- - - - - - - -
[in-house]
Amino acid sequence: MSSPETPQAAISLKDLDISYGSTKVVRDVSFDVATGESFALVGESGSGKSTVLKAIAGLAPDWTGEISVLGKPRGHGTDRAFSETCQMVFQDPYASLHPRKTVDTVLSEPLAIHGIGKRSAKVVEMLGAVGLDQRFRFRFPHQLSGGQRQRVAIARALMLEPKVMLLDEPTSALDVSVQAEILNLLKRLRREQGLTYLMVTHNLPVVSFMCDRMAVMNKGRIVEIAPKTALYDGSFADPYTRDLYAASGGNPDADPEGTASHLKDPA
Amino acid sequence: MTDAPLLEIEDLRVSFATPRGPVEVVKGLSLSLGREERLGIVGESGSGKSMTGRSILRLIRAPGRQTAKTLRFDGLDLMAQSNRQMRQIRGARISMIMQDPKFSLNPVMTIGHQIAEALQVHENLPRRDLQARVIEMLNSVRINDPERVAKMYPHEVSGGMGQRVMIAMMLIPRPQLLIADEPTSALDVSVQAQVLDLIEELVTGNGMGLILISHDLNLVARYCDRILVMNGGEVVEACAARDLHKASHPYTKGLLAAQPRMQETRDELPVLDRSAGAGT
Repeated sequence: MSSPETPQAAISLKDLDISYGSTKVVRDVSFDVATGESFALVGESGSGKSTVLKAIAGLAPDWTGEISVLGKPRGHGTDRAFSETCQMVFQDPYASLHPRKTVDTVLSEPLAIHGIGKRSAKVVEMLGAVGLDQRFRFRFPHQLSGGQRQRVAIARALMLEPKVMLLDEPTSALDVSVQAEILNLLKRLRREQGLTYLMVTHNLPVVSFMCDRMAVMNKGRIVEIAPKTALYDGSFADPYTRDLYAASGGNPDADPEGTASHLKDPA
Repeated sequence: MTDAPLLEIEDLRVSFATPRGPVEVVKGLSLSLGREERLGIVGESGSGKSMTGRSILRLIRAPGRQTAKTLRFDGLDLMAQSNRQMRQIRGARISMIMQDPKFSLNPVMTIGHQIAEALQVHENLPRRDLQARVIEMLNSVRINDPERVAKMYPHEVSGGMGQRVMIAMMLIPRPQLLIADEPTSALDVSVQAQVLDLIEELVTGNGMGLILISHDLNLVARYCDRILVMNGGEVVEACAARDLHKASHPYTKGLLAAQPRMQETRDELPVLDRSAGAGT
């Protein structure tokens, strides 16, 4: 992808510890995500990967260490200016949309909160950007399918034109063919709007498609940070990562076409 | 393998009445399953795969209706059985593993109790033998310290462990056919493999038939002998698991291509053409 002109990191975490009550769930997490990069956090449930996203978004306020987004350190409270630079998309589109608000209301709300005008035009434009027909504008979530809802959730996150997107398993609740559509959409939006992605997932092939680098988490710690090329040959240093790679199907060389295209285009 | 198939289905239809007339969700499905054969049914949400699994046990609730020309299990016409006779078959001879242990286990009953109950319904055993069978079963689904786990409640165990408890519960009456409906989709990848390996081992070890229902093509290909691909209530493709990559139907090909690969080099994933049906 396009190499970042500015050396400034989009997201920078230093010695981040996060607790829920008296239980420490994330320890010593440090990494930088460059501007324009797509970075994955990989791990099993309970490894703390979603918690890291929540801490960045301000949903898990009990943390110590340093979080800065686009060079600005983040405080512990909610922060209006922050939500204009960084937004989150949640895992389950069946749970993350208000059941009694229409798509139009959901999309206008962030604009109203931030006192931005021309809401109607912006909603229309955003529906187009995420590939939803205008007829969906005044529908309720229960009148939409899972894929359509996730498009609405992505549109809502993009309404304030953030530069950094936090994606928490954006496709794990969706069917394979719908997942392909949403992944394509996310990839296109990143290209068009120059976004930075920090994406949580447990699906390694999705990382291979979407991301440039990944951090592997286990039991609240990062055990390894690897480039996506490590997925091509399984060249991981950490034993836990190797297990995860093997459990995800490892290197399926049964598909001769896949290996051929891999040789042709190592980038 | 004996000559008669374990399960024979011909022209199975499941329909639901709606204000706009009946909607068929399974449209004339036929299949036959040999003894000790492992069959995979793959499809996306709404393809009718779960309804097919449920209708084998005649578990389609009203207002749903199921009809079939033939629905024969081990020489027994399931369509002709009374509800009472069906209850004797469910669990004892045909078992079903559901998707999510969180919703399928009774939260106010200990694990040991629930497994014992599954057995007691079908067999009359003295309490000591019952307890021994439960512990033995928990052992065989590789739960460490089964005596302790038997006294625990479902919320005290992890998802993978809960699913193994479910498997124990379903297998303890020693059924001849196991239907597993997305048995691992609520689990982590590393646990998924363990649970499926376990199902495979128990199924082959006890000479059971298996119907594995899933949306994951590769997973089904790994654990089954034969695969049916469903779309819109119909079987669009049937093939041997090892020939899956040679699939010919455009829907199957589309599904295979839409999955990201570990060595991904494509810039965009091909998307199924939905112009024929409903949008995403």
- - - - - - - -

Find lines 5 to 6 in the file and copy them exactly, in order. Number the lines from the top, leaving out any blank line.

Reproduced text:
Repeated sequence: MTDAPLLEIEDLRVSFATPRGPVEVVKGLSLSLGREERLGIVGESGSGKSMTGRSILRLIRAPGRQTAKTLRFDGLDLMAQSNRQMRQIRGARISMIMQDPKFSLNPVMTIGHQIAEALQVHENLPRRDLQARVIEMLNSVRINDPERVAKMYPHEVSGGMGQRVMIAMMLIPRPQLLIADEPTSALDVSVQAQVLDLIEELVTGNGMGLILISHDLNLVARYCDRILVMNGGEVVEACAARDLHKASHPYTKGLLAAQPRMQETRDELPVLDRSAGAGT
């Protein structure tokens, strides 16, 4: 992808510890995500990967260490200016949309909160950007399918034109063919709007498609940070990562076409 | 393998009445399953795969209706059985593993109790033998310290462990056919493999038939002998698991291509053409 002109990191975490009550769930997490990069956090449930996203978004306020987004350190409270630079998309589109608000209301709300005008035009434009027909504008979530809802959730996150997107398993609740559509959409939006992605997932092939680098988490710690090329040959240093790679199907060389295209285009 | 198939289905239809007339969700499905054969049914949400699994046990609730020309299990016409006779078959001879242990286990009953109950319904055993069978079963689904786990409640165990408890519960009456409906989709990848390996081992070890229902093509290909691909209530493709990559139907090909690969080099994933049906 396009190499970042500015050396400034989009997201920078230093010695981040996060607790829920008296239980420490994330320890010593440090990494930088460059501007324009797509970075994955990989791990099993309970490894703390979603918690890291929540801490960045301000949903898990009990943390110590340093979080800065686009060079600005983040405080512990909610922060209006922050939500204009960084937004989150949640895992389950069946749970993350208000059941009694229409798509139009959901999309206008962030604009109203931030006192931005021309809401109607912006909603229309955003529906187009995420590939939803205008007829969906005044529908309720229960009148939409899972894929359509996730498009609405992505549109809502993009309404304030953030530069950094936090994606928490954006496709794990969706069917394979719908997942392909949403992944394509996310990839296109990143290209068009120059976004930075920090994406949580447990699906390694999705990382291979979407991301440039990944951090592997286990039991609240990062055990390894690897480039996506490590997925091509399984060249991981950490034993836990190797297990995860093997459990995800490892290197399926049964598909001769896949290996051929891999040789042709190592980038 | 004996000559008669374990399960024979011909022209199975499941329909639901709606204000706009009946909607068929399974449209004339036929299949036959040999003894000790492992069959995979793959499809996306709404393809009718779960309804097919449920209708084998005649578990389609009203207002749903199921009809079939033939629905024969081990020489027994399931369509002709009374509800009472069906209850004797469910669990004892045909078992079903559901998707999510969180919703399928009774939260106010200990694990040991629930497994014992599954057995007691079908067999009359003295309490000591019952307890021994439960512990033995928990052992065989590789739960460490089964005596302790038997006294625990479902919320005290992890998802993978809960699913193994479910498997124990379903297998303890020693059924001849196991239907597993997305048995691992609520689990982590590393646990998924363990649970499926376990199902495979128990199924082959006890000479059971298996119907594995899933949306994951590769997973089904790994654990089954034969695969049916469903779309819109119909079987669009049937093939041997090892020939899956040679699939010919455009829907199957589309599904295979839409999955990201570990060595991904494509810039965009091909998307199924939905112009024929409903949008995403």